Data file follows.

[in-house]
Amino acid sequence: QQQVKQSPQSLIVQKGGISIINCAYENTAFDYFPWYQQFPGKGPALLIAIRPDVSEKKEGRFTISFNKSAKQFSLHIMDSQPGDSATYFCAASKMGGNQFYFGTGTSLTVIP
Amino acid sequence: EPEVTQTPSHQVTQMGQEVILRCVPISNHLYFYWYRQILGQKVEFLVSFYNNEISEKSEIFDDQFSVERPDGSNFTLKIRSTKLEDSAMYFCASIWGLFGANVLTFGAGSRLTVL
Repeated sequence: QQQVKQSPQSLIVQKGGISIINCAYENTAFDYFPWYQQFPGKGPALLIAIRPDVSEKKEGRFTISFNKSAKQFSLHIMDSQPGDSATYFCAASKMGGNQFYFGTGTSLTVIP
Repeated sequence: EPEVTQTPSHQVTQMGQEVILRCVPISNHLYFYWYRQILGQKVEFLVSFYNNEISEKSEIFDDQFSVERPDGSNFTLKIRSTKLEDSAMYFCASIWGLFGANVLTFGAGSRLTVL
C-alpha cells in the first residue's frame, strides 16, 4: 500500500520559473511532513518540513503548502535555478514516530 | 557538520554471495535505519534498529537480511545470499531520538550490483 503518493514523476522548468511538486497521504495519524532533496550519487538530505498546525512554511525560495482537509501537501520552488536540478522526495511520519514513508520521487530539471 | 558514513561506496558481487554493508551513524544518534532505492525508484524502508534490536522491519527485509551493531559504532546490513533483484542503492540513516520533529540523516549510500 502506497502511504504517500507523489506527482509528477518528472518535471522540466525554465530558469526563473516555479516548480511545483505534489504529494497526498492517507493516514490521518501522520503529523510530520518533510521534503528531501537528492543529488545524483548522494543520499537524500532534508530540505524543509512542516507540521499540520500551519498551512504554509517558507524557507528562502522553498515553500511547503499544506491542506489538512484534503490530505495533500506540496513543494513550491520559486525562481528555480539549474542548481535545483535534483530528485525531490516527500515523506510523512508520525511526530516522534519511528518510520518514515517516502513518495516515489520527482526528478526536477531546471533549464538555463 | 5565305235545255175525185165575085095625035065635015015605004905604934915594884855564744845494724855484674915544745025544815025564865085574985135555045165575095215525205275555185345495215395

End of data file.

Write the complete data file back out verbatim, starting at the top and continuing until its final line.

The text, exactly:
[in-house]
Amino acid sequence: QQQVKQSPQSLIVQKGGISIINCAYENTAFDYFPWYQQFPGKGPALLIAIRPDVSEKKEGRFTISFNKSAKQFSLHIMDSQPGDSATYFCAASKMGGNQFYFGTGTSLTVIP
Amino acid sequence: EPEVTQTPSHQVTQMGQEVILRCVPISNHLYFYWYRQILGQKVEFLVSFYNNEISEKSEIFDDQFSVERPDGSNFTLKIRSTKLEDSAMYFCASIWGLFGANVLTFGAGSRLTVL
Repeated sequence: QQQVKQSPQSLIVQKGGISIINCAYENTAFDYFPWYQQFPGKGPALLIAIRPDVSEKKEGRFTISFNKSAKQFSLHIMDSQPGDSATYFCAASKMGGNQFYFGTGTSLTVIP
Repeated sequence: EPEVTQTPSHQVTQMGQEVILRCVPISNHLYFYWYRQILGQKVEFLVSFYNNEISEKSEIFDDQFSVERPDGSNFTLKIRSTKLEDSAMYFCASIWGLFGANVLTFGAGSRLTVL
C-alpha cells in the first residue's frame, strides 16, 4: 500500500520559473511532513518540513503548502535555478514516530 | 557538520554471495535505519534498529537480511545470499531520538550490483 503518493514523476522548468511538486497521504495519524532533496550519487538530505498546525512554511525560495482537509501537501520552488536540478522526495511520519514513508520521487530539471 | 558514513561506496558481487554493508551513524544518534532505492525508484524502508534490536522491519527485509551493531559504532546490513533483484542503492540513516520533529540523516549510500 502506497502511504504517500507523489506527482509528477518528472518535471522540466525554465530558469526563473516555479516548480511545483505534489504529494497526498492517507493516514490521518501522520503529523510530520518533510521534503528531501537528492543529488545524483548522494543520499537524500532534508530540505524543509512542516507540521499540520500551519498551512504554509517558507524557507528562502522553498515553500511547503499544506491542506489538512484534503490530505495533500506540496513543494513550491520559486525562481528555480539549474542548481535545483535534483530528485525531490516527500515523506510523512508520525511526530516522534519511528518510520518514515517516502513518495516515489520527482526528478526536477531546471533549464538555463 | 5565305235545255175525185165575085095625035065635015015605004905604934915594884855564744845494724855484674915544745025544815025564865085574985135555045165575095215525205275555185345495215395